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I hate to argue with my colleague Scott Horton, but I’m not sold on the notion that Eliot Spitzer was targeted by the feds. Scott wrote earlier today:
Today’s Times tells us that the North Fork Bank launched the inquiry by submitting a Suspicious Activity Report (SAR) against their client, Governor Spitzer, on the basis that he had made a number of smaller payments in order to avoid a $10,000 threshold for reporting…. Indeed, the suspicion that the bank apparently articulated, that Spitzer was laundering bribes, is and was absurd. But that baseless ‘suspicion’ was enough to launch a massive fishing expedition into the governor’s finances and is now very aggressively invoked by prosecutors as cover for what increasingly looks like a political hit job.
But the Times also said that “for several months, the electronic report [from North Fork] languished unnoticed in a vast Treasury Department database in Detroit. In early fall, however, a separate report was filed by the HSBC bank about suspicious transactions connected to two shell companies, which drew the attention of investigators. That touched off an inquiry that led investigators to discover the July report on Mr. Spitzer, which showed he had made several wire transfers to those companies, according to three people briefed on the inquiry.
I asked Jack Blum, a Democrat and former congressional investigator into the Iran/contra affair, for his opinion about the Spitzer investigation. “This did not look political to me,” said Blum, now with the firm of Baker Hostetler. “It looked like a proper response to a SAR filed by a bank in what could have been an extortion case. The feds were doing their job. This should put the lie to the argument that financial monitoring is useless because there are so few prosecutions. In fact many cases start with SARs but few people realize it.”
I put the same question of political motivation to a former federal prosecutor and money-laundering expert. “More a combination of bad luck and worse judgment,” he replied. “North Fork was being very conservative in filing theirs and wasn’t technically necessary, though in today’s environment, not that unusual. HSBC’s was more typical and once the two married up at FINcen, the rest was predictable. Government wouldn’t normally do Mann Act, especially wiretap, but once it was referred, however much glee the FBI/IRS might have taken is irrelevant. They had to follow the string or risk criticism from the other direction: that they passed up because of who he was. If reported facts are accurate, it followed a logical, predictable, and sad path.”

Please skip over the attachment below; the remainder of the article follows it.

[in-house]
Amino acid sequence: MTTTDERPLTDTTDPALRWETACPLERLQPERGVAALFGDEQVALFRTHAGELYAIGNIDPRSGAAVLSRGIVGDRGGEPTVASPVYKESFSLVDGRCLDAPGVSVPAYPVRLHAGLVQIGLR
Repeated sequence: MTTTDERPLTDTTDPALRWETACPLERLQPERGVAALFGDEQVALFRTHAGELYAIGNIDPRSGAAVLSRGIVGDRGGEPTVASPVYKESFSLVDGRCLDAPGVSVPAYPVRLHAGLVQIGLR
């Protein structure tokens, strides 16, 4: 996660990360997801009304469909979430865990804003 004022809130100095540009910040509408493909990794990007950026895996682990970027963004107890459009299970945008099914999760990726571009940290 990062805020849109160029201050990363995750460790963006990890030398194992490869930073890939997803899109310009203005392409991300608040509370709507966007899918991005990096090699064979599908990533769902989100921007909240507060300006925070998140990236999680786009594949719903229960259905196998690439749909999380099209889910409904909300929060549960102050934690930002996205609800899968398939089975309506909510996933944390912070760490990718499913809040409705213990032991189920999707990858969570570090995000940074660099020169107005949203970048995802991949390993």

Of course, it’s possible that more facts will emerge that could suggest that the Spitzer investigation was politically motivated, and it’s certainly true that the investigators were extremely chatty with reporters. But at this point, it seems Spitzer’s own actions were grounds for investigation.
More from Ken Silverstein:
Commentary — November 17, 2015, 6:41 pm
The Clintons’ so-called charitable enterprise has served as a vehicle to launder money and to enrich family friends.
Flor Arely Sánchez had been in bed with a fever and pains throughout her body for three days when a July thunderstorm broke over the mountainside. She got nervous when bolts of light flashed in the sky. Lightning strikes the San Julián region of western El Salvador several times a year, and her neighbors fear storms more than they fear the march of diseases — first dengue, then chikungunya, now Zika. Flor worried about a lot of things, since she was pregnant.
Late in the afternoon, when the pains had somewhat eased, Flor thought she might go to a dammed-up bit of the river near her house to bathe. She is thirty-five and has lived in the same place all her life, where wrinkled hills are planted with corn, beans, and fruit trees. She took a towel and soap and walked out into the rain. Halfway to the river, the pains returned and overcame her. The next thing Flor remembers, she was in a room she didn’t recognize, unable to move. As she soon discovered, she was in a hospital, her ankle cuffed to the bed, and she was being investigated for abortion.
Amount of laundry an average American family of four washes in a year (in tons):
A study of female Finnish twins found that relative preference for masculine faces is largely heritable.
It was reported that visits from Buddhist priests could be purchased through Amazon in Japan, and the London Philharmonic Orchestra began streaming performances through virtual-reality headsets.
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“Matt was happy enough to sustain himself on the detritus of a world he saw as careening toward self-destruction, and equally happy to scam a government he despised. 'I’m glad everyone’s so wasteful,' he told me. 'It supports my lifestyle.'”